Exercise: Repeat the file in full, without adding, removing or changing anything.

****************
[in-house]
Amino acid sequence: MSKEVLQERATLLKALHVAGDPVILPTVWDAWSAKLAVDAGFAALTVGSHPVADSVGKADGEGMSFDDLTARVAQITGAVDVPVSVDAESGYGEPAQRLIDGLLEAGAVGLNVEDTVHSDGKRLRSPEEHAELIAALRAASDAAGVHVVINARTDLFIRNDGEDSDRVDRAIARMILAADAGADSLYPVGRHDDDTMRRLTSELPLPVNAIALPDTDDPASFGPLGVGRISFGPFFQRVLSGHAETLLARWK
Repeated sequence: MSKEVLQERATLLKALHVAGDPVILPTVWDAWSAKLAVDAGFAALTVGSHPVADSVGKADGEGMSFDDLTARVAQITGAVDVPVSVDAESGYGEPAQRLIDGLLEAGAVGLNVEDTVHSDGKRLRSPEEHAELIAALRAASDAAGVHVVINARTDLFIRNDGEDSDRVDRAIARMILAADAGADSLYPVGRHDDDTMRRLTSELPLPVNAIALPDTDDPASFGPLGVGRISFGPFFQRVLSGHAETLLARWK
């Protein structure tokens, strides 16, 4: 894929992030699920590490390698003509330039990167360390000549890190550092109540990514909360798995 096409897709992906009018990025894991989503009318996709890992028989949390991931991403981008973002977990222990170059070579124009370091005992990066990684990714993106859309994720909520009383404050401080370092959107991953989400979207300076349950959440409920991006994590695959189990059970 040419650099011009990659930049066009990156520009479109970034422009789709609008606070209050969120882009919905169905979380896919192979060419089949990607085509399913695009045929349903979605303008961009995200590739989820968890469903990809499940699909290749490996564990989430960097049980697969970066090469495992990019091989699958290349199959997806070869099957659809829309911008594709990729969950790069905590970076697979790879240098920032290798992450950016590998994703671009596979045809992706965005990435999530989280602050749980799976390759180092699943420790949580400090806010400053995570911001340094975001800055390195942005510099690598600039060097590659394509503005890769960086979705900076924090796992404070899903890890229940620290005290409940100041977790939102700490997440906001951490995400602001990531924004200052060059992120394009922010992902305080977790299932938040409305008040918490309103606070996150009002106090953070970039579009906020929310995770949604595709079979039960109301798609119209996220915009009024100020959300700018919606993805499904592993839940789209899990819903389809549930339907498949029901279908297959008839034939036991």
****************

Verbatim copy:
[in-house]
Amino acid sequence: MSKEVLQERATLLKALHVAGDPVILPTVWDAWSAKLAVDAGFAALTVGSHPVADSVGKADGEGMSFDDLTARVAQITGAVDVPVSVDAESGYGEPAQRLIDGLLEAGAVGLNVEDTVHSDGKRLRSPEEHAELIAALRAASDAAGVHVVINARTDLFIRNDGEDSDRVDRAIARMILAADAGADSLYPVGRHDDDTMRRLTSELPLPVNAIALPDTDDPASFGPLGVGRISFGPFFQRVLSGHAETLLARWK
Repeated sequence: MSKEVLQERATLLKALHVAGDPVILPTVWDAWSAKLAVDAGFAALTVGSHPVADSVGKADGEGMSFDDLTARVAQITGAVDVPVSVDAESGYGEPAQRLIDGLLEAGAVGLNVEDTVHSDGKRLRSPEEHAELIAALRAASDAAGVHVVINARTDLFIRNDGEDSDRVDRAIARMILAADAGADSLYPVGRHDDDTMRRLTSELPLPVNAIALPDTDDPASFGPLGVGRISFGPFFQRVLSGHAETLLARWK
């Protein structure tokens, strides 16, 4: 894929992030699920590490390698003509330039990167360390000549890190550092109540990514909360798995 096409897709992906009018990025894991989503009318996709890992028989949390991931991403981008973002977990222990170059070579124009370091005992990066990684990714993106859309994720909520009383404050401080370092959107991953989400979207300076349950959440409920991006994590695959189990059970 040419650099011009990659930049066009990156520009479109970034422009789709609008606070209050969120882009919905169905979380896919192979060419089949990607085509399913695009045929349903979605303008961009995200590739989820968890469903990809499940699909290749490996564990989430960097049980697969970066090469495992990019091989699958290349199959997806070869099957659809829309911008594709990729969950790069905590970076697979790879240098920032290798992450950016590998994703671009596979045809992706965005990435999530989280602050749980799976390759180092699943420790949580400090806010400053995570911001340094975001800055390195942005510099690598600039060097590659394509503005890769960086979705900076924090796992404070899903890890229940620290005290409940100041977790939102700490997440906001951490995400602001990531924004200052060059992120394009922010992902305080977790299932938040409305008040918490309103606070996150009002106090953070970039579009906020929310995770949604595709079979039960109301798609119209996220915009009024100020959300700018919606993805499904592993839940789209899990819903389809549930339907498949029901279908297959008839034939036991």